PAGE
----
SME's want more support in the journey to become more sustainable, according to the UOB SME Outlook Study 2022. When implementing sustainable practices, small businesses, with turnovers of less than SG$10 million, face challenges such as insufficient knowledge to identify and to execute relevant initiatives for the organisation (40%), as well as inadequate non-financial support such as sustainability training (33%). Potential increase in cost for end customers (31%) and inadequate financial support from the government and banks for sustainability initiatives (31%) were also among the top concerns for small businesses.
Meanwhile, medium-sized businesses, with turnovers of between SG$10 million and SG$100 million, cited inadequate non-financial support (47%), insufficient knowledge (46%) and the possible impact to short-term revenue (44%) as key barriers to adopting sustainable practices.
Three in five (60%) SMEs in Singapore believe in the importance of incorporating sustainable practices in their businesses. Improving reputation (54%) was cited as one of the top three reasons SMEs want to adopt sustainability as a core to their business, followed by ease of working with MNCs who care about their sustainability goals (45%) and being able to help build an environmentally and socially responsible Singapore (44%).
SMEs are also integrating environmental, social and governance (ESG) considerations into various aspects of their business. The common ESG-related practices that SMEs plan to implement are clear operational policies and processes such as risk management and financial control (45%), more efficient use of resources to minimise waste (43%) and using energy-efficient equipment and technologies (35%).
At the same time, SMEs are on the lookout for collaboration opportunities with industry bodies, government-linked companies or large businesses (43%). They also seek out connections with industry peers and ecosystem partners (39%), as well as training or solution providers (38%) to deepen their capabilities.
Aligning with Singapore's green initiatives
SMEs are aligning their initiatives to the Singapore Green Plan 2030. Almost all of the wholesale trade companies (98%) said they plan to do so, by stepping up recycling efforts (60%), training employees in climate risk or environmental protection (60%) and switching to energy-efficient sources to reduce carbon footprint (56%). Furthermore, construction and infrastructure companies (98%) are focused on increasing their recycling efforts (41 per cent) and applying for green certification schemes (39%). Meanwhile, real estate and hospitality companies (98%) are primarily looking at reducing packaging waste (42%) such as single-use plastic.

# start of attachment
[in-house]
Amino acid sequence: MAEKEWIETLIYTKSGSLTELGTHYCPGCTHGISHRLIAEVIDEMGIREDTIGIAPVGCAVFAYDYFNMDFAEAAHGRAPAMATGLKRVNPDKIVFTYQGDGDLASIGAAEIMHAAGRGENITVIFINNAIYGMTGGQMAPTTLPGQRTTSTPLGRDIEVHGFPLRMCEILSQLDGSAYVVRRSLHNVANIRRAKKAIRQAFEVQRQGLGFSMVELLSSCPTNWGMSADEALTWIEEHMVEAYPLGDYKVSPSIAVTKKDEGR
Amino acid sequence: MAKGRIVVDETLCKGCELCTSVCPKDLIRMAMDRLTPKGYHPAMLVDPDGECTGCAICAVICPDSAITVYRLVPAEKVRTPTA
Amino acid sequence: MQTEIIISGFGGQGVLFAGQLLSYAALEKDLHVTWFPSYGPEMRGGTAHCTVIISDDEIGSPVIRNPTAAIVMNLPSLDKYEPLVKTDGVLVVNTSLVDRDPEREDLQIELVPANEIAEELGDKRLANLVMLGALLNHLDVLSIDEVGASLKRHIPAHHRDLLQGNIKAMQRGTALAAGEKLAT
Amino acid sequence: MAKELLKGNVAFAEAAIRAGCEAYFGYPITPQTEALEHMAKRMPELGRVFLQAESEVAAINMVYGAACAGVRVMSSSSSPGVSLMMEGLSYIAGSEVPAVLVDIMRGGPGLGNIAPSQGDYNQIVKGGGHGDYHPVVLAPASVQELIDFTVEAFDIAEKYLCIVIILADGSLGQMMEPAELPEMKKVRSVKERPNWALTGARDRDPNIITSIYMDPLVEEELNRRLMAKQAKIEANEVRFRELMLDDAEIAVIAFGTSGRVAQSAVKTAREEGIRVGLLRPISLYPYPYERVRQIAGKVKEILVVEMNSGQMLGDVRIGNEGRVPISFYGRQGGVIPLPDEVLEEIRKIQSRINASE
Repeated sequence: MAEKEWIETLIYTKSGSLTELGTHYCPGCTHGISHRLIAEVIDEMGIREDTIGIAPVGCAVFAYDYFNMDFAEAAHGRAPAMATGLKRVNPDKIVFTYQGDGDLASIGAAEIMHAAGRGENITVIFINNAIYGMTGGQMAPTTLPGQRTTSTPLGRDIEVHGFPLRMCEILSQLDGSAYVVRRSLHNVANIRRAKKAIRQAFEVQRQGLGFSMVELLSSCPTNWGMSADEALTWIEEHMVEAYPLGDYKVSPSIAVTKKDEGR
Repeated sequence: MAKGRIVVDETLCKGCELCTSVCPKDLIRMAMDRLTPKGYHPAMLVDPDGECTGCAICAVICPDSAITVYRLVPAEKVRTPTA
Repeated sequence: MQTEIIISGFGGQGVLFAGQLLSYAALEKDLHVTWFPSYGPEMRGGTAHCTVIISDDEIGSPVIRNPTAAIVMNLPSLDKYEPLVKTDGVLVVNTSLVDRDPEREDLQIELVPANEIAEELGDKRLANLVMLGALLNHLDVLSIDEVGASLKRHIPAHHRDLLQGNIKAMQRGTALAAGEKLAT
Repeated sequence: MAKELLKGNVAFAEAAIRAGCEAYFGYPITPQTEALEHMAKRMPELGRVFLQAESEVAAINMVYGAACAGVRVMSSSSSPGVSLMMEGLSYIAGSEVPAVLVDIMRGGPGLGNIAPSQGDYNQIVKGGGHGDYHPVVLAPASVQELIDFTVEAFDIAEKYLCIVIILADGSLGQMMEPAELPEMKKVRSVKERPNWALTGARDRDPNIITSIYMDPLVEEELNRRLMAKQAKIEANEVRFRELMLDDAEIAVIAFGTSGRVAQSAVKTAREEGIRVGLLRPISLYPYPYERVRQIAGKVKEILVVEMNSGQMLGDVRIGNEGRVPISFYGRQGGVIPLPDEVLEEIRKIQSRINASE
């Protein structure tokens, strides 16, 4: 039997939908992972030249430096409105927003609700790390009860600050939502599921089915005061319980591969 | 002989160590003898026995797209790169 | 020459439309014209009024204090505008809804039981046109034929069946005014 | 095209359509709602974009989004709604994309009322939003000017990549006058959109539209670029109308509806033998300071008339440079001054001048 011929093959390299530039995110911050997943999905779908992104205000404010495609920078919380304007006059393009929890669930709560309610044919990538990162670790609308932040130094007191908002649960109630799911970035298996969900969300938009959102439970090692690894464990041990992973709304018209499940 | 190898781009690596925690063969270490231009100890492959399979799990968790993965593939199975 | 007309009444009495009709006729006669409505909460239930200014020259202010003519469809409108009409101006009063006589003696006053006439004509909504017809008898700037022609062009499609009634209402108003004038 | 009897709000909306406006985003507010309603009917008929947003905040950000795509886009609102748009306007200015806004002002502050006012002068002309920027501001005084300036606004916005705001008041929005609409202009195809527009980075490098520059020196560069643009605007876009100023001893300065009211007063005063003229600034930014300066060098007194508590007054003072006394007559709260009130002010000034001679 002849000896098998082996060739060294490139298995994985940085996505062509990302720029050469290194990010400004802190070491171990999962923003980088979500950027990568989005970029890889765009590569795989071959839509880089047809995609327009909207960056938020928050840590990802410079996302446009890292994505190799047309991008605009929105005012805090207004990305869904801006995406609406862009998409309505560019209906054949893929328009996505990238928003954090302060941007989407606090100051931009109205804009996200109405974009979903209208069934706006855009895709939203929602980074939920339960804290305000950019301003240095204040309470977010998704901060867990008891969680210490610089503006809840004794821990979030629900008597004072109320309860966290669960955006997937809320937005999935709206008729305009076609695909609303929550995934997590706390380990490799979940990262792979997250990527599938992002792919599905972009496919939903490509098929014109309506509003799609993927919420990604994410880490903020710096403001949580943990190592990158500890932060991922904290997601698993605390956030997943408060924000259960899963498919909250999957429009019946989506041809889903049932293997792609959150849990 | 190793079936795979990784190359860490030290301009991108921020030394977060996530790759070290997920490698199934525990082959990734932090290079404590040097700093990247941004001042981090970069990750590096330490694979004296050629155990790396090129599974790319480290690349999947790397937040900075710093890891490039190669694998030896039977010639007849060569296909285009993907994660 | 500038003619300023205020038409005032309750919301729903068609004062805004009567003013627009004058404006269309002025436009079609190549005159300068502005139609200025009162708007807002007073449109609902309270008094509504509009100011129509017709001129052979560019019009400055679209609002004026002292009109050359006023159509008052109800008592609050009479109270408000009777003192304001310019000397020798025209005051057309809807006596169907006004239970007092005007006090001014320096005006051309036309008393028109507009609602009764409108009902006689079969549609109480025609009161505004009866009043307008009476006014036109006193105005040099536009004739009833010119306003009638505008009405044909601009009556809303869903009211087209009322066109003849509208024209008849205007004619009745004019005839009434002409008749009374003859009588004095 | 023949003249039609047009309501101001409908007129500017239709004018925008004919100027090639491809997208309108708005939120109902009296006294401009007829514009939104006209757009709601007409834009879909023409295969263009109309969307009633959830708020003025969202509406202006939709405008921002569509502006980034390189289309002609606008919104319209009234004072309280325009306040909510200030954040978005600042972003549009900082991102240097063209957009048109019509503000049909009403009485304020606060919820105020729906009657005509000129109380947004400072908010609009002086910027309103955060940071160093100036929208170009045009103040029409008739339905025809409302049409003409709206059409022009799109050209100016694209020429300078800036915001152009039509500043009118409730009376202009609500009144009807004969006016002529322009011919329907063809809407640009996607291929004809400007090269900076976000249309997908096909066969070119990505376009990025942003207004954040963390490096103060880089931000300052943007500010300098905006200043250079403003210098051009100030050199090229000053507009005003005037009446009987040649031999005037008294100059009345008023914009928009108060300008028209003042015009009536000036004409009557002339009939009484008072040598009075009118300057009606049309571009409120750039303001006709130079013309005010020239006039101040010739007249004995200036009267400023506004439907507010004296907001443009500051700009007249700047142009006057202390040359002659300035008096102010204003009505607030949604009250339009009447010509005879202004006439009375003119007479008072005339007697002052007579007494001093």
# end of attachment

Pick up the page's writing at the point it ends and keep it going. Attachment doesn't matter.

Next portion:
Eric Lian, MD, group commercial banking, UOB, said that pressing global issues such as climate change and the COVID-19 pandemic have brought environmental and social considerations to the fore. "With tougher net zero targets now front and centre in the minds of government and industry leaders, large corporates may start to move faster on working with SMEs that are compliant with sustainability standards within their supply chains," he added.
The Singapore Green Plan 2030, or the Green Plan, is a whole-of-nation movement to advance Singapore’s national agenda on sustainable development. It charts targets over the next 10 years, strengthening Singapore’s commitments under the United Nation’s 2030 Sustainable Development Agenda and Paris Agreement, and positioning the country to achieve its long-term net zero emissions aspiration as soon as viable. According to its official website, some of the targets set out for Singapore's Green Plan 2030 include planting one million more trees, quadruple solar energy deployment by 2025, reduce waste sent to landfills by 30% by 2030, have at least 20% of schools be carbon neutral by 2030, as well as get all vehicles to run on cleaner energy by 2040.
At the recent Singapore Budget 2022, the government announced that it will issue SG$35 billion of green bonds by 2030 to fund green infrastructure projects and publish a Green Bond framework later this year. According to UOB, the injection of fresh capital to anchor Singapore as a green finance hub is also aimed at attracting issuers, capital and investors. The increased liquidity and focus will drive new opportunities for SMEs, from collaborations with government agencies or large corporates to develop or implement green technologies, to knowledge transfer within a larger ecosystem of industry players. As part of its focus on building a low-carbon economy, Singapore also plans to raise carbon tax in phases to reach net zero targets around 2050.
This study was conducted by UOB from late December 2021 to early January 2022 among 800 local SMEs with revenue less than SG$100 million, and aims to understand the business outlook and key expectations among SMEs in Singapore.
Photo courtesy: 123RF
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